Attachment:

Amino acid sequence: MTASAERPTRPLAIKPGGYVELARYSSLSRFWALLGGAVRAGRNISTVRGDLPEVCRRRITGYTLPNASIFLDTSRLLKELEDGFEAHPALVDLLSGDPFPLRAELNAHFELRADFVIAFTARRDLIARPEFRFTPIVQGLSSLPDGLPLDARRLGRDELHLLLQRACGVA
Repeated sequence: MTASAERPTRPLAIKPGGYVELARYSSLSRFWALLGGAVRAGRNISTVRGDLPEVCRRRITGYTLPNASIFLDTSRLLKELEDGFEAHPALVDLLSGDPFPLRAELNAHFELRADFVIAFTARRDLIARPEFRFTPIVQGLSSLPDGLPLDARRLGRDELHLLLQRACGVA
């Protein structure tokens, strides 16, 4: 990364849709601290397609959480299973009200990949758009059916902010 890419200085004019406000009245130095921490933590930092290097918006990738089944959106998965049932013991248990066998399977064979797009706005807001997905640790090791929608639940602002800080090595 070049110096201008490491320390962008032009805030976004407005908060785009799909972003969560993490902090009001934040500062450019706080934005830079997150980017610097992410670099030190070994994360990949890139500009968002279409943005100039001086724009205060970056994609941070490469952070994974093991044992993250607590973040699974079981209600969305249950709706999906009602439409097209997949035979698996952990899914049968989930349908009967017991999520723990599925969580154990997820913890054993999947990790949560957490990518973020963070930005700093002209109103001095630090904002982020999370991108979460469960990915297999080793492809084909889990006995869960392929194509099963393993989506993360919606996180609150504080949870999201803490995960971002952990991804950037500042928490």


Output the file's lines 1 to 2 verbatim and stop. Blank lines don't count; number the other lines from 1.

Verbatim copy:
Amino acid sequence: MTASAERPTRPLAIKPGGYVELARYSSLSRFWALLGGAVRAGRNISTVRGDLPEVCRRRITGYTLPNASIFLDTSRLLKELEDGFEAHPALVDLLSGDPFPLRAELNAHFELRADFVIAFTARRDLIARPEFRFTPIVQGLSSLPDGLPLDARRLGRDELHLLLQRACGVA
Repeated sequence: MTASAERPTRPLAIKPGGYVELARYSSLSRFWALLGGAVRAGRNISTVRGDLPEVCRRRITGYTLPNASIFLDTSRLLKELEDGFEAHPALVDLLSGDPFPLRAELNAHFELRADFVIAFTARRDLIARPEFRFTPIVQGLSSLPDGLPLDARRLGRDELHLLLQRACGVA